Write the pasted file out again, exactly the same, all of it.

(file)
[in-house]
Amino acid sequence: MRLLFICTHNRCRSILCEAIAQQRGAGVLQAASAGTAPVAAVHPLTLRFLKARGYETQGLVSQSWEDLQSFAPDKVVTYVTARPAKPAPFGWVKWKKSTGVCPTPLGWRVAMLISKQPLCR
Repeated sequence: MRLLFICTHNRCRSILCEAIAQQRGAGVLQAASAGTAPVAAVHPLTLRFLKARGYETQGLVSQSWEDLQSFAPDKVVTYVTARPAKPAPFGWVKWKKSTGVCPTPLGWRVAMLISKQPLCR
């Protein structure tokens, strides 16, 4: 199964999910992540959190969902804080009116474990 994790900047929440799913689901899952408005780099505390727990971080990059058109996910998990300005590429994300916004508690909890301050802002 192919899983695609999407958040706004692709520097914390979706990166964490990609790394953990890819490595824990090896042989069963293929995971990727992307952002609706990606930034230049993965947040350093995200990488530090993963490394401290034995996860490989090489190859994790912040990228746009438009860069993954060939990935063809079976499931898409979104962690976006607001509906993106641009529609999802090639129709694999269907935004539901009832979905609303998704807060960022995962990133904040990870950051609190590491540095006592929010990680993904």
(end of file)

[in-house]
Amino acid sequence: MRLLFICTHNRCRSILCEAIAQQRGAGVLQAASAGTAPVAAVHPLTLRFLKARGYETQGLVSQSWEDLQSFAPDKVVTYVTARPAKPAPFGWVKWKKSTGVCPTPLGWRVAMLISKQPLCR
Repeated sequence: MRLLFICTHNRCRSILCEAIAQQRGAGVLQAASAGTAPVAAVHPLTLRFLKARGYETQGLVSQSWEDLQSFAPDKVVTYVTARPAKPAPFGWVKWKKSTGVCPTPLGWRVAMLISKQPLCR
């Protein structure tokens, strides 16, 4: 199964999910992540959190969902804080009116474990 994790900047929440799913689901899952408005780099505390727990971080990059058109996910998990300005590429994300916004508690909890301050802002 192919899983695609999407958040706004692709520097914390979706990166964490990609790394953990890819490595824990090896042989069963293929995971990727992307952002609706990606930034230049993965947040350093995200990488530090993963490394401290034995996860490989090489190859994790912040990228746009438009860069993954060939990935063809079976499931898409979104962690976006607001509906993106641009529609999802090639129709694999269907935004539901009832979905609303998704807060960022995962990133904040990870950051609190590491540095006592929010990680993904």